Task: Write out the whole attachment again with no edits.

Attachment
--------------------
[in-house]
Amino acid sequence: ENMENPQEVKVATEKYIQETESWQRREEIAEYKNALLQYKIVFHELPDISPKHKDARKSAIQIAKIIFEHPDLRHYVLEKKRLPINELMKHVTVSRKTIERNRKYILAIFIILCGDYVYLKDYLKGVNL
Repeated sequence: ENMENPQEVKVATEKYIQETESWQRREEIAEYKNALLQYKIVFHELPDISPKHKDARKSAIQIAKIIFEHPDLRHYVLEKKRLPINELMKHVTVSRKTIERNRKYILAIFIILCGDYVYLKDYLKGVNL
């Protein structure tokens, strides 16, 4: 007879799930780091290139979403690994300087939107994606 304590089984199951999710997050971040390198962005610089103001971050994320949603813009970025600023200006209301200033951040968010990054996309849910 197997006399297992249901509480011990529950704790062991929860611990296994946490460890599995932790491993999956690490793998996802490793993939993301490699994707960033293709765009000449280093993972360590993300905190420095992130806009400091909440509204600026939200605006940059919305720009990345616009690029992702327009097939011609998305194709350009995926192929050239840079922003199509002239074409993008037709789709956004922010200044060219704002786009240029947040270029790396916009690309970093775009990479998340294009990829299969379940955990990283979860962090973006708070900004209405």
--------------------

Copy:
[in-house]
Amino acid sequence: ENMENPQEVKVATEKYIQETESWQRREEIAEYKNALLQYKIVFHELPDISPKHKDARKSAIQIAKIIFEHPDLRHYVLEKKRLPINELMKHVTVSRKTIERNRKYILAIFIILCGDYVYLKDYLKGVNL
Repeated sequence: ENMENPQEVKVATEKYIQETESWQRREEIAEYKNALLQYKIVFHELPDISPKHKDARKSAIQIAKIIFEHPDLRHYVLEKKRLPINELMKHVTVSRKTIERNRKYILAIFIILCGDYVYLKDYLKGVNL
């Protein structure tokens, strides 16, 4: 007879799930780091290139979403690994300087939107994606 304590089984199951999710997050971040390198962005610089103001971050994320949603813009970025600023200006209301200033951040968010990054996309849910 197997006399297992249901509480011990529950704790062991929860611990296994946490460890599995932790491993999956690490793998996802490793993939993301490699994707960033293709765009000449280093993972360590993300905190420095992130806009400091909440509204600026939200605006940059919305720009990345616009690029992702327009097939011609998305194709350009995926192929050239840079922003199509002239074409993008037709789709956004922010200044060219704002786009240029947040270029790396916009690309970093775009990479998340294009990829299969379940955990990283979860962090973006708070900004209405």